Jul 29, 2014

San Clemente Man Gets Five Years in Indie Film Scam

Joel Lee Craft Jr. was also ordered to pay $22 million in restitution.

San Clemente Man Gets Five Years in Indie Film Scam

A San Clemente man who sold investor lead lists to telemarketing operations that conned investors in independent film projects through cold calls was sentenced today to five years in federal prison and ordered to pay $22 million in restitution.

Joel Lee Craft Jr. pleaded guilty in 2012 to two counts of conspiracy and single counts of mail fraud, wire fraud and tax evasion in connection with two indictments linked to boiler room operations that got people to invest in indie films with false promises of 1,000 percent returns.

Craft, 43, was the CEO of San Clemente-based American Information Strategies Inc., which sold investor lead lists to the telemarketing companies.

While some of the movies were actually produced, defendants lied, gave half-truths and concealed material facts from investors around the nation, prosecutors said.

One indictment concerned Cinamour Entertainment LLC, which bilked investors who put money into indie films titled "From Mexico with Love" and "Red Water: 2012."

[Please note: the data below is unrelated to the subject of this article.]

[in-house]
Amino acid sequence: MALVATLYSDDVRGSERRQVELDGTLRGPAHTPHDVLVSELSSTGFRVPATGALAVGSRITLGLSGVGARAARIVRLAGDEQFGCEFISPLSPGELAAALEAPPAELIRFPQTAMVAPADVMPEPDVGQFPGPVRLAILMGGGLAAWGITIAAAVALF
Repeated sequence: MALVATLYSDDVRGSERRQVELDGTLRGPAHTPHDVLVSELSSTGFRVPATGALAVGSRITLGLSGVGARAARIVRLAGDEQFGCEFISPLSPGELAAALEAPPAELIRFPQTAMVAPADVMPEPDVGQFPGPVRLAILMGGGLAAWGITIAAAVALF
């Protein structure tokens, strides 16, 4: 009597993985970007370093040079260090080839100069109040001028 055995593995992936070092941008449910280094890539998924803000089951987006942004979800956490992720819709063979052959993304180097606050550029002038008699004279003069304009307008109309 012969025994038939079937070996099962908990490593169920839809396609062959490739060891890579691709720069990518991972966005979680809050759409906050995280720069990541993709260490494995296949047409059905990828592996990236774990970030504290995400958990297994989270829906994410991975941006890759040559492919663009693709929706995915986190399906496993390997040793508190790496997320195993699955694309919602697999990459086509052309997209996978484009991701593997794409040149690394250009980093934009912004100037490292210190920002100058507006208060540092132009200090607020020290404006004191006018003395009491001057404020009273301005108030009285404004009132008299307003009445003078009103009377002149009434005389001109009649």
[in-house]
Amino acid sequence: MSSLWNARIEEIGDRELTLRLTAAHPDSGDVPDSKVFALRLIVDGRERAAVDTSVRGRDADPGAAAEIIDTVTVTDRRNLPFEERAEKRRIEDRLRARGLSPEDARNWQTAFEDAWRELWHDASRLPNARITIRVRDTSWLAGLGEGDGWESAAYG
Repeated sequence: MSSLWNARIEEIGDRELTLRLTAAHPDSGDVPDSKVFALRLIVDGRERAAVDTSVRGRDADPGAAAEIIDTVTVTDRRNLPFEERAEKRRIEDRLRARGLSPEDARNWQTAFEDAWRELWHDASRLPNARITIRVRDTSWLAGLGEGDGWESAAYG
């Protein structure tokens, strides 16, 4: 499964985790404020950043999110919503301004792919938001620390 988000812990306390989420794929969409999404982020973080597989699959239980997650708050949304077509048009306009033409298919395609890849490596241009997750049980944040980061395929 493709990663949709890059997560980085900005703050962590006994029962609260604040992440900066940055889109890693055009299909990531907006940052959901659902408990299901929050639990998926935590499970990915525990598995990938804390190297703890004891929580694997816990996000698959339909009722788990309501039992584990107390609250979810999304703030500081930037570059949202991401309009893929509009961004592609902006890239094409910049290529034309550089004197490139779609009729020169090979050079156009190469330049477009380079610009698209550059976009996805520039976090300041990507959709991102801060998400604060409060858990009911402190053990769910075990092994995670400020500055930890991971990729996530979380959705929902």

Little more than one-third of the $15 million siphoned from about 450 victims was used to actually produce and promote "From Mexico With Love," authorities said.

The movie cost about $5 million to produce and generated roughly $550,000 in its theatrical release in October 2009, according to the U.S. Attorney's Office.

Prosecutors said about $2.7 million was raised for the making of "Red Water" from about 100 victim-investors, but the film was never produced.

The second indictment focused on Q Media Assets LLC, alleging that telemarketers fraudulently raised funds for a film called "Eye of the Dolphin" and its sequel, "Way of the Dolphin" -- later called "Beneath the Blue."

Telemarketers with Q Media bought lead lists from Craft that also sold lists to the Cinamour telemarketers.

As in the Cinamour case, telemarketers seeking investments in the "Dolphin" movies hid information about commissions while promising returns of up to 1,000 percent, prosecutors said.

About $9 million was raised from about 250 investors for the two films, federal prosecutors said.

"Eye of the Dolphin" made about $70,000 at the box office, while the sequel went straight to video, according to the U.S. Attorney's Office.

James Lloyd, 47, of Lake Arrowhead, who was a so-called closer for Cinamour and later operated his own boiler room which raised money for Cinamour and Q Media, was sentenced to 13 years in federal prison in 2012.

--City News Service

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